A Midsummer Night's Dream Act 1 Jealousy Analysis

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Love is inconstant and even likened to war because it can cause jealousy between each other, it turns us into selfish people and it can overpower one’s mind. All these statements can lead a person to act violently as shown in Shakespeare’s book, AMNSD. Being in love can cause jealousy which can lead to the likeliness of war between one another. In the book, Helena is extremely jealous of Hermia because she loves Demetrius but Demetrius loves Hermia. In Act 1, Helena tell the reader that she's jealous of Hermia because Demetrius is in love with her friend instead. However, Hermia has eyes only for Lysander. Still, Helena wants to know what special about Hermia and what Hermia as that she doesn’t have: “Helena: O teach me how you look, and…show more content…
Hermia respond is that she's done her best to get rid of him (because she loves Lysander). Helena wines: “Helena: O that your frowns would teach my smiles such skill! /O that my prayers could such affection move!” (Act 1, Scene 1, Page 8). When Hermia tells her that it's not her fault, Helena says: “Helena: None but your beauty; would that fault were mine!” (Act 1, Scene 1, Page 8). This caused a lot of tension and conflict between the 2 characters. However, in act 3, the tables turn. Once Puck has put the love potion on Demetrius and Lysander, they both fall in love with Helena. Helena is angry at the both of them because she thinks they're making fun of her ways. That's not how Hermia sees it. When she sees the three of them together, she's in shock at first, and tries to talk to Lysander. When she fails, she turns on Helena and says: “Hermia: O me, you juggler, you canker-blossom, You thief of love! What, have you come by night and stolen my love's heart from him?” Helena…show more content…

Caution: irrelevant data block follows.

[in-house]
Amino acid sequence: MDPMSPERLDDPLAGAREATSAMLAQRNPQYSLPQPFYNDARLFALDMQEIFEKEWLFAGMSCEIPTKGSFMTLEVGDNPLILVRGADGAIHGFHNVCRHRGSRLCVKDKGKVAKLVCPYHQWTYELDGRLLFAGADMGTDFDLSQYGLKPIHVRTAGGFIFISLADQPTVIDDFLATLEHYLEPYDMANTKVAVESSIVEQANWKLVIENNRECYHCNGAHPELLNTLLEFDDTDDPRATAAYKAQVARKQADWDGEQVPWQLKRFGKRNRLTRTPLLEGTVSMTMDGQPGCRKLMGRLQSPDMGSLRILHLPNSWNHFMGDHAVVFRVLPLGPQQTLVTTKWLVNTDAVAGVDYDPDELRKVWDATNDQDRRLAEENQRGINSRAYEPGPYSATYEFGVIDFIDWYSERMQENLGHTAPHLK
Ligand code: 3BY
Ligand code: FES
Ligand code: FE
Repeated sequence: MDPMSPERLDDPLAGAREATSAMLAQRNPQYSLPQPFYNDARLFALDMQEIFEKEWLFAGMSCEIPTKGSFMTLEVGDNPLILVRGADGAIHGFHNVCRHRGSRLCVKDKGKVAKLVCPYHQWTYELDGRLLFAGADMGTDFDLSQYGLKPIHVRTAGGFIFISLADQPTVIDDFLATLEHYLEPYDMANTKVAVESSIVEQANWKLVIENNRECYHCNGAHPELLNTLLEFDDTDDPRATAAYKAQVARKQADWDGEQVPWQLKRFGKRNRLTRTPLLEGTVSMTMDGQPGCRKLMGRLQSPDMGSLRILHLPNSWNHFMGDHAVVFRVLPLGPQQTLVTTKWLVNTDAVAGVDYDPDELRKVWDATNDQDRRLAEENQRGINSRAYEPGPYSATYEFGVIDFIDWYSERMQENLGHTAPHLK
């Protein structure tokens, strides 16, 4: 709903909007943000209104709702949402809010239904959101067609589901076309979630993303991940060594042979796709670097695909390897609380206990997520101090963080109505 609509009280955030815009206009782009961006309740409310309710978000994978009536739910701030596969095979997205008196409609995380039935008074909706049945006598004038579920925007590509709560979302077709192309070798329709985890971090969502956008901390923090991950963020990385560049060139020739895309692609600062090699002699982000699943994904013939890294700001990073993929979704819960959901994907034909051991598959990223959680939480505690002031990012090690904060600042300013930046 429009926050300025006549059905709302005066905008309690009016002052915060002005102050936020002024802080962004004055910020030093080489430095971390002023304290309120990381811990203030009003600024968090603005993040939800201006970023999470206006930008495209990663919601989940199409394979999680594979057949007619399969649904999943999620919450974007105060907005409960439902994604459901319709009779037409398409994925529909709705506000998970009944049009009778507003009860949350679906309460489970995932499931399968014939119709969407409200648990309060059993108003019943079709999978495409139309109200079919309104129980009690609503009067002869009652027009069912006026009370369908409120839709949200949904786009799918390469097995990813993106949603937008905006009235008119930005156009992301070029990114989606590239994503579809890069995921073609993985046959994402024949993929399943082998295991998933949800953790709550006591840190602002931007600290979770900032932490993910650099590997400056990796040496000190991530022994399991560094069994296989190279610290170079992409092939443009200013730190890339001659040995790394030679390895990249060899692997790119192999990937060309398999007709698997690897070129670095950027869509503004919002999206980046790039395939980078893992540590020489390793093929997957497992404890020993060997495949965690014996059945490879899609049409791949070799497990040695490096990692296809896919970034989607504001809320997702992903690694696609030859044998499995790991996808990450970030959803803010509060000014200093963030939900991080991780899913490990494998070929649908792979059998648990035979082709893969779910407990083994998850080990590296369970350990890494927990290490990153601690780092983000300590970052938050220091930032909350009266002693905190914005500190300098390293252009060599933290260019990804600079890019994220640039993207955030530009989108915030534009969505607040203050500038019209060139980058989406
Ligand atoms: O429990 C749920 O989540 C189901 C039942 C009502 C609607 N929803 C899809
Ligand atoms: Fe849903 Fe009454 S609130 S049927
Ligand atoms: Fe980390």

O hated potion, hence!” (Act 3, Scene 2, Lines 270-275) Once Lysander falls in love with Helena and not with Hermia, because of Oberon’s love juice, his former love for Hermia turned to hate rather than apathy. This hate towards Hermia and love for Helena causes him to act very irrational, resulting in violence. Another example is that, even though Demetrius does not love Helena, she is still blindly attached to
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